Before I give the recipe for the seitan, I'll interpret the meal for you. The brown-ness and general unintelligibility of this image disguise a truly outstanding meal. What you see here is:
1. The Seitan piccata with olives and [without] green beans, from Veganomicon;
2. The Lentils with pasta, rice, and buttery mint sauce from Deborah Madison's Vegetarian Cooking for Everyone;
3. Mushrooms and spinach sauteed in sherry, salt, and pepper;
4. Some more of Bryanna's Bulgarian-style tofu yogurt.
Lentils, pasta, rice, buttery mint sauce, good Lord, need I say more? This is like mujadarah with...well, buttery mint sauce, just imagine! I've made it many times and no doubt you'll see it here many times more.
The piccata recipe was lovely. I still have some of the sauce left over.
Now, the seitan:
First, I did make the soymilk recipe I had imagined two days ago, namely:
2 cups soy beans
1 cup dates
2 tbsp oatmeal
…and it was really good. It didn't even need any flavouring except a pinch of salt. Unfortunately, it was also really thick, making straining a bit of a nightmare.
Enough so that I won't be making this exact recipe again. I'm still working on those straining tips and tricks. Anyway, after some healthy struggles with various sieves and filters, I ended up with about 1.5 cups of okara. With this, I developed the following recipe, based on my favourite chicken-style seitan recipe from the Real Food Daily Cookbook:
Zoa's chicken-style okara seitan
2 cups gluten flour
1/2 cup chickpea flour
1/4 cup nutritional yeast
1 tsp salt
1/3 cup plus 1 tbsp canola oil
1/3 cup chopped onion
1 tbsp minced garlic
1/2 cup lightly roasted peeled almonds
1 1/2 cups okara, well squeezed (or cooked cannellini or navy beans)
1/3 cup tamari
2 cups water
Heat the 1 tbsp oil in a heavy skillet over medium heat. Add the onion and garlic and sauté for 5 minutes, or until tender. Set aside to cool.
Stir the gluten flour, chickpea flour, nutritional yeast, and salt together in a large bowl to blend. (Be careful when adding the chickpea flour that it doesn't clump; I add it through a sieve).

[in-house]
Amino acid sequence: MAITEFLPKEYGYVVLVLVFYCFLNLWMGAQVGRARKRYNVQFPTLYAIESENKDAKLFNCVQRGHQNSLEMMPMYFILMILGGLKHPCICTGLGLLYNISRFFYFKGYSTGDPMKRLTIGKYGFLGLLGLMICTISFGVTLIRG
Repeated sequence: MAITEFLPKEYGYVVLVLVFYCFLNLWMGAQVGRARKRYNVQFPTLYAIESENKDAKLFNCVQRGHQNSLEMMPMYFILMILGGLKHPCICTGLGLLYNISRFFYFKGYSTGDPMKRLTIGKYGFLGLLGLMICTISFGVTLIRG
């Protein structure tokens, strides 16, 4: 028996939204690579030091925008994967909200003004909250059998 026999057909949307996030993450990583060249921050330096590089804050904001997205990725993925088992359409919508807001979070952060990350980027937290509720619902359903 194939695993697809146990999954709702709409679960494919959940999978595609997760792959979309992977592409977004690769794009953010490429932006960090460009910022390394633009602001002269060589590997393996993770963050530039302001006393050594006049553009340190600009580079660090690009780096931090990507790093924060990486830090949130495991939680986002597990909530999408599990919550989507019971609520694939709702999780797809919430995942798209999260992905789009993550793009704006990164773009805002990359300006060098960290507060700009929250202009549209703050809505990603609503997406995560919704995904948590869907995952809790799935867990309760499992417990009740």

In a food processor, very finely grind the almonds. Add the okara, tamari, the remaining 1/3 cup canola oil, the sautéed onion/garlic mixture, and 1 cup of the water, and process until smooth.
Stir the bean mixture and the remaining water into the dry ingredients until a very wet dough forms.
Divide the dough into four equal pieces, form each piece into a thick "sausage" shape, and roll up in aluminium foil. [See Julie Hasson's demonstration here for details of this process; she invented it.] Steam the sausages for an hour.
My descriptive skills are insufficient to the incredible taste of this seitan. It's not so much that I'm a genius as that the basic seitan sausage-type recipe is so very versatile you can do all sorts of things with it. I'll be testing this out further in the near future. Meanwhile, I couldn't stop eating it! Frankly, it was even better plain than in the piccata. So far, this is my favorite seitan ever. Clearly, I'm not celiac, but even so large quantities of gluten don't really agree with me, taste-wise or internally, so this recipe, which mixes it up with beans and nuts, is perfect. I like it better than the original—maybe you will too!
I must also say that rubbing off the bean skins gives such superior okara that I will be doing this for all time in the future...like everything else, you get better with practice, and, like so much else, I'm already pretty much used to it.